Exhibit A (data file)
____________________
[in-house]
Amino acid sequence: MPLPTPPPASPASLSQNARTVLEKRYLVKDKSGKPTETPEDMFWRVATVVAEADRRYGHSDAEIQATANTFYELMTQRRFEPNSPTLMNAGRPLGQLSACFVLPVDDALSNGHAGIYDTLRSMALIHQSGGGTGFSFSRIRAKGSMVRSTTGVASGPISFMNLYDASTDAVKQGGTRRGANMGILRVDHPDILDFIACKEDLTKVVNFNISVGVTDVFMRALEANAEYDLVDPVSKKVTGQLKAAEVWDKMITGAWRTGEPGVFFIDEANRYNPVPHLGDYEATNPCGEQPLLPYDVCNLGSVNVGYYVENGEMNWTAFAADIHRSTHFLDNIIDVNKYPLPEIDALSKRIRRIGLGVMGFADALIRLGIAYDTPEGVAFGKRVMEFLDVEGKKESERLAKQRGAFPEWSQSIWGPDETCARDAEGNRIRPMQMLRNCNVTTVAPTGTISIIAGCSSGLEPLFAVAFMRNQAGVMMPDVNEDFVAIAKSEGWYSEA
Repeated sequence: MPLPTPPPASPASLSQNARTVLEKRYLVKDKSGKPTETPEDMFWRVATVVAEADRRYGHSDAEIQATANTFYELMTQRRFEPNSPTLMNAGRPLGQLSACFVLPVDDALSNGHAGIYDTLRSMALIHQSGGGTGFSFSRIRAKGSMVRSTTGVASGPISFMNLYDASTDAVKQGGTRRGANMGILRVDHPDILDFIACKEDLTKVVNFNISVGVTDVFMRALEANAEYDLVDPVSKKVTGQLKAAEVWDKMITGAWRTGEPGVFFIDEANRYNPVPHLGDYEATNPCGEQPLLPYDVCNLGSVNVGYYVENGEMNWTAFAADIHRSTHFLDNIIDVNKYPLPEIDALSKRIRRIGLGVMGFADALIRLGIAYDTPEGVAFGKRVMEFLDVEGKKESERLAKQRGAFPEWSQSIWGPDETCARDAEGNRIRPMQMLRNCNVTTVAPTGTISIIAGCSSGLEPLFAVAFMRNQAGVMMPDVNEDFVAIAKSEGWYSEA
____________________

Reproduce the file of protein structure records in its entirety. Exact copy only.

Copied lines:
[in-house]
Amino acid sequence: MPLPTPPPASPASLSQNARTVLEKRYLVKDKSGKPTETPEDMFWRVATVVAEADRRYGHSDAEIQATANTFYELMTQRRFEPNSPTLMNAGRPLGQLSACFVLPVDDALSNGHAGIYDTLRSMALIHQSGGGTGFSFSRIRAKGSMVRSTTGVASGPISFMNLYDASTDAVKQGGTRRGANMGILRVDHPDILDFIACKEDLTKVVNFNISVGVTDVFMRALEANAEYDLVDPVSKKVTGQLKAAEVWDKMITGAWRTGEPGVFFIDEANRYNPVPHLGDYEATNPCGEQPLLPYDVCNLGSVNVGYYVENGEMNWTAFAADIHRSTHFLDNIIDVNKYPLPEIDALSKRIRRIGLGVMGFADALIRLGIAYDTPEGVAFGKRVMEFLDVEGKKESERLAKQRGAFPEWSQSIWGPDETCARDAEGNRIRPMQMLRNCNVTTVAPTGTISIIAGCSSGLEPLFAVAFMRNQAGVMMPDVNEDFVAIAKSEGWYSEA
Repeated sequence: MPLPTPPPASPASLSQNARTVLEKRYLVKDKSGKPTETPEDMFWRVATVVAEADRRYGHSDAEIQATANTFYELMTQRRFEPNSPTLMNAGRPLGQLSACFVLPVDDALSNGHAGIYDTLRSMALIHQSGGGTGFSFSRIRAKGSMVRSTTGVASGPISFMNLYDASTDAVKQGGTRRGANMGILRVDHPDILDFIACKEDLTKVVNFNISVGVTDVFMRALEANAEYDLVDPVSKKVTGQLKAAEVWDKMITGAWRTGEPGVFFIDEANRYNPVPHLGDYEATNPCGEQPLLPYDVCNLGSVNVGYYVENGEMNWTAFAADIHRSTHFLDNIIDVNKYPLPEIDALSKRIRRIGLGVMGFADALIRLGIAYDTPEGVAFGKRVMEFLDVEGKKESERLAKQRGAFPEWSQSIWGPDETCARDAEGNRIRPMQMLRNCNVTTVAPTGTISIIAGCSSGLEPLFAVAFMRNQAGVMMPDVNEDFVAIAKSEGWYSEA